The power of forgiveness lies at the essence of my Christian faith, and many faiths of the world. I can understand, respect and support Pope John Paul II who forgave the man who tried to assassinate him. Likewise Pope Benedict’s reprieve to his long-time confident makes sense to me on both a practical and a spiritual level.
Two people celebrating their love together is a rather traditional expression of feelings. Whether those people are of mixed heritage, same sex or different backgrounds matters little. Two souls coming together is the most beautiful and sacred experiences that there can be. Love is the essential foundation for forgiveness and love is the most natural characteristics of being human. Try as I might in my Libertarian-see-every-point-of-view philosophy, I am unable to comprehend how love is a threat. Love is the antidote to the world’s ills. My Solstice/Christmas/Chanukah/Kwanza/New Year prayer is for the power of love and forgiveness to trump fear and intolerance.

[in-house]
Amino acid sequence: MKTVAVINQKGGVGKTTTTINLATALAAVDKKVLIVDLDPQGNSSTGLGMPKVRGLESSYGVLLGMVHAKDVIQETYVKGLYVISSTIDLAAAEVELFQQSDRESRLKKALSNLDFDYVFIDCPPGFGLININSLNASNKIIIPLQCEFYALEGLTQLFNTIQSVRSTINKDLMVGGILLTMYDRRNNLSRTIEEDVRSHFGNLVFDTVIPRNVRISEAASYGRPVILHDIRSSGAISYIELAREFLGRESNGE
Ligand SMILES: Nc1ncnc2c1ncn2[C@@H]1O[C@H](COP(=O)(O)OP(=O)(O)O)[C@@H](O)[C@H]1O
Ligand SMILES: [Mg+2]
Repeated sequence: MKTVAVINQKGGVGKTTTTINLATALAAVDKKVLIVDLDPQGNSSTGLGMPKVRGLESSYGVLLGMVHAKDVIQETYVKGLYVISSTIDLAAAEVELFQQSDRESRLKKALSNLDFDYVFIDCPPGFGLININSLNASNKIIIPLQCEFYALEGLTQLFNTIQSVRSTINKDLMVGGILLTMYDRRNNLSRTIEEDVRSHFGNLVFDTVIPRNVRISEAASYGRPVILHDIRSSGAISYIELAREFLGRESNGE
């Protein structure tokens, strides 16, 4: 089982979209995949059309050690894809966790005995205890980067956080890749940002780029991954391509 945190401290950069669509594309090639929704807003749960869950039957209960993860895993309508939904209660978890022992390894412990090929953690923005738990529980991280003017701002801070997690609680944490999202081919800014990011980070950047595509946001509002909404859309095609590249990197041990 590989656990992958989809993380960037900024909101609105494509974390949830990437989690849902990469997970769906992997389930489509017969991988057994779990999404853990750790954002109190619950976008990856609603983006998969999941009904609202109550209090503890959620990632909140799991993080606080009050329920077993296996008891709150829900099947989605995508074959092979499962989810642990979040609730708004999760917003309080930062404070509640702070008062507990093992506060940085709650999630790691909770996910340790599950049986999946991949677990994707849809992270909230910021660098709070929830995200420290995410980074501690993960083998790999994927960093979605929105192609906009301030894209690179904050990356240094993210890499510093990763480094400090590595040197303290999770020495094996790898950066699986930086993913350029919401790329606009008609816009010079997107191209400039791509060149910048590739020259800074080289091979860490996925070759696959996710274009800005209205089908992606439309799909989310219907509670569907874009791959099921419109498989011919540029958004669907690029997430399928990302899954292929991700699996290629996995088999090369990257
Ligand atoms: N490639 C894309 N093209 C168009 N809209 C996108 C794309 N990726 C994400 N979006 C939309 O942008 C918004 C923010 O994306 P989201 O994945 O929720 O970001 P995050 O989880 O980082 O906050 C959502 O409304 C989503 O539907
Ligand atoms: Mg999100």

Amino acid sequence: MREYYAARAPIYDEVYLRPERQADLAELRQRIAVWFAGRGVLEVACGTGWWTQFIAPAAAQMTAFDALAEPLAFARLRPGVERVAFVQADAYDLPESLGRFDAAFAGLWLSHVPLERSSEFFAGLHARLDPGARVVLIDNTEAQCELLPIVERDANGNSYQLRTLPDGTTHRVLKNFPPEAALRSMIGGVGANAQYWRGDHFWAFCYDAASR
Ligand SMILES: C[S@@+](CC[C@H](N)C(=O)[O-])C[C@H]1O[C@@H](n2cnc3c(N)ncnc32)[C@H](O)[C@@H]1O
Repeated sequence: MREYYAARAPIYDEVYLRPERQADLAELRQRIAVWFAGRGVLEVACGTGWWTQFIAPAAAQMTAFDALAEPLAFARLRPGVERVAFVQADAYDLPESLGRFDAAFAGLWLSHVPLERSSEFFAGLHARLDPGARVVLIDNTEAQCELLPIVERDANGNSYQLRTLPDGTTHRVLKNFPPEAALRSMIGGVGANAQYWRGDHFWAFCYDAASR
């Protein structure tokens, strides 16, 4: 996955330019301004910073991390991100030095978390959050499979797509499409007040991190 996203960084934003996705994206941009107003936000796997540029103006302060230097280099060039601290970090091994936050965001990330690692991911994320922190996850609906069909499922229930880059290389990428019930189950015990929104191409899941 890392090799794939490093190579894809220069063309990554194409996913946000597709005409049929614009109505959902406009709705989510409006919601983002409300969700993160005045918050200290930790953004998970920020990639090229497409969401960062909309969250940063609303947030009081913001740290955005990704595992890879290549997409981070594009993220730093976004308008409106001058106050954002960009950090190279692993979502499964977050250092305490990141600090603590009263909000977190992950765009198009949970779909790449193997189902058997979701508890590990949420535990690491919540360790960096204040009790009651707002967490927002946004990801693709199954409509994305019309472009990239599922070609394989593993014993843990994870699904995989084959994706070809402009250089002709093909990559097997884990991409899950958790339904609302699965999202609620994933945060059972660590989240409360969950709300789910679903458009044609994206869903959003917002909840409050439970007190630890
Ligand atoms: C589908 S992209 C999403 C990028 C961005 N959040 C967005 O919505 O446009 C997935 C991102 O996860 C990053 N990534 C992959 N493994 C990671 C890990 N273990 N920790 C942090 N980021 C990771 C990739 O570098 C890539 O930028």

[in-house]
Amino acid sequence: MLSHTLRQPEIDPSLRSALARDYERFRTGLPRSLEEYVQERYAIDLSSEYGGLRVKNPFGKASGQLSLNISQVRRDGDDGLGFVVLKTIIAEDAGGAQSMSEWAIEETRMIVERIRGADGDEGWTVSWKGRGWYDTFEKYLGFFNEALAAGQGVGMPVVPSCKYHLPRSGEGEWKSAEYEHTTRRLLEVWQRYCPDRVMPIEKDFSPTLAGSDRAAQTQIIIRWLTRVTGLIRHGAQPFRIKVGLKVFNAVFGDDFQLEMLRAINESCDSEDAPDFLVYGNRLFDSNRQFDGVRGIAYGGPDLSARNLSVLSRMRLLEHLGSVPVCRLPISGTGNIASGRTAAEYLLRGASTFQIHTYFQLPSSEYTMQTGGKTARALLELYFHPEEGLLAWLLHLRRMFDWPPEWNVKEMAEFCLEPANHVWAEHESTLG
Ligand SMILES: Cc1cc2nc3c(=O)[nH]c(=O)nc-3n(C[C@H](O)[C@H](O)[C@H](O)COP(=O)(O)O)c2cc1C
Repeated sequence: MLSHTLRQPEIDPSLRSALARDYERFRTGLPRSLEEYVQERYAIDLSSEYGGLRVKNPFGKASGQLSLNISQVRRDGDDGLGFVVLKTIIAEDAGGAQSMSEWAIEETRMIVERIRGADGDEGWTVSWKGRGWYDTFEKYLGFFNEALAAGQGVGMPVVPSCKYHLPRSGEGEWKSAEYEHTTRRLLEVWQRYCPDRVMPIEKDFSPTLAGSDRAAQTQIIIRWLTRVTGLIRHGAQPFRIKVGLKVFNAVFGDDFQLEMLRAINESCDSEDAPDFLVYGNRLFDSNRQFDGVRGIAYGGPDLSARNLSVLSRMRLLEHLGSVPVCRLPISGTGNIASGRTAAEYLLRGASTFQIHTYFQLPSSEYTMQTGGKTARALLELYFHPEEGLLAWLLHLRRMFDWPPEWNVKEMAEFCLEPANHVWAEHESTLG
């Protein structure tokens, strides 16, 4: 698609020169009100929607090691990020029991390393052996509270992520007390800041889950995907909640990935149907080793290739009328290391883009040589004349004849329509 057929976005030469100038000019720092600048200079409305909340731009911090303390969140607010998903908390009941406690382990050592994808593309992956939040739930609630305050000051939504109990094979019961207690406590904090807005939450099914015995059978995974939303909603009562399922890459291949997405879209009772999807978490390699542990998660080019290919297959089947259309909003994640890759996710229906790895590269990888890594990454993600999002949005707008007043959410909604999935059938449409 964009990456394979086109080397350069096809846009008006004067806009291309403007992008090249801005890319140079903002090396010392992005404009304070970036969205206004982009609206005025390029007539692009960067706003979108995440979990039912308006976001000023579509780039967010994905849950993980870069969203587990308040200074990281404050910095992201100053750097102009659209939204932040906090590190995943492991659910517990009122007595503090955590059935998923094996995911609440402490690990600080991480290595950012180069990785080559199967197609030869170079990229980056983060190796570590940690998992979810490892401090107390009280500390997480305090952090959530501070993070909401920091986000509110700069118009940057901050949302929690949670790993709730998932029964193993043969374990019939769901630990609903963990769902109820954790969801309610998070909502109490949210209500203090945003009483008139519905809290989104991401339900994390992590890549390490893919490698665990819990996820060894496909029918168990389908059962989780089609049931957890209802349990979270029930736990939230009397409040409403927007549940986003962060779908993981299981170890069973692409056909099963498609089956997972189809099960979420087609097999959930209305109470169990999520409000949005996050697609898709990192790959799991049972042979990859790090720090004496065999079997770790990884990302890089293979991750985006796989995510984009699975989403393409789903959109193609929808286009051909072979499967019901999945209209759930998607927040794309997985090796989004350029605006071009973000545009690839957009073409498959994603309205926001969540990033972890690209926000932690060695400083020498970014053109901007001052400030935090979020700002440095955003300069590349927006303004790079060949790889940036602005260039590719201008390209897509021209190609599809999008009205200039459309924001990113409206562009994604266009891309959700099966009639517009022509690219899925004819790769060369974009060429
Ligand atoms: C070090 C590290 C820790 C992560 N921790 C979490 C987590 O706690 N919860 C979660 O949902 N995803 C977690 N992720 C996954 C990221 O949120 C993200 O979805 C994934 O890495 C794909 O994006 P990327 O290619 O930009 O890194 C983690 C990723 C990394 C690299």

Thursday, December 20, 2012
Somewhere around age 10 I wrote a newsletter to family and friends and called it Here, There & Everywhere. I’d ditto copy it on the machine at Dad’s school and mail it. I can’t quite remember all the details, but I vaguely recall charging a subscription rate. The originals are safely ensconced in a box in a storage facility somewhere in Southern California, but the ethos lives on. The goal of that enterprise was to have entertaining and interesting tidbits that would interest readers. A lot of things have changed since then, but today’s media environment requires even more effort to grab people’s attention, whether it be a family newsletter, a blog or mass media.
Being able to multi-task and manage a variety of things simultaneously is a given in today’s fast paced world. It’s interesting in a world that is more fractured, with more demands on our focus and attention that the media landscape has become more singularly focused.
Looking back over the past several months, the cable networks, newspapers, and their online counterparts have all gone to single coverage on major stories like Super Storm Sandy, the Presidential election, the “Fiscal Cliff”and most recently the tragedy in Sandy Hook. Each of these stories has merit, require attention and focus. But to the exclusion of everything else?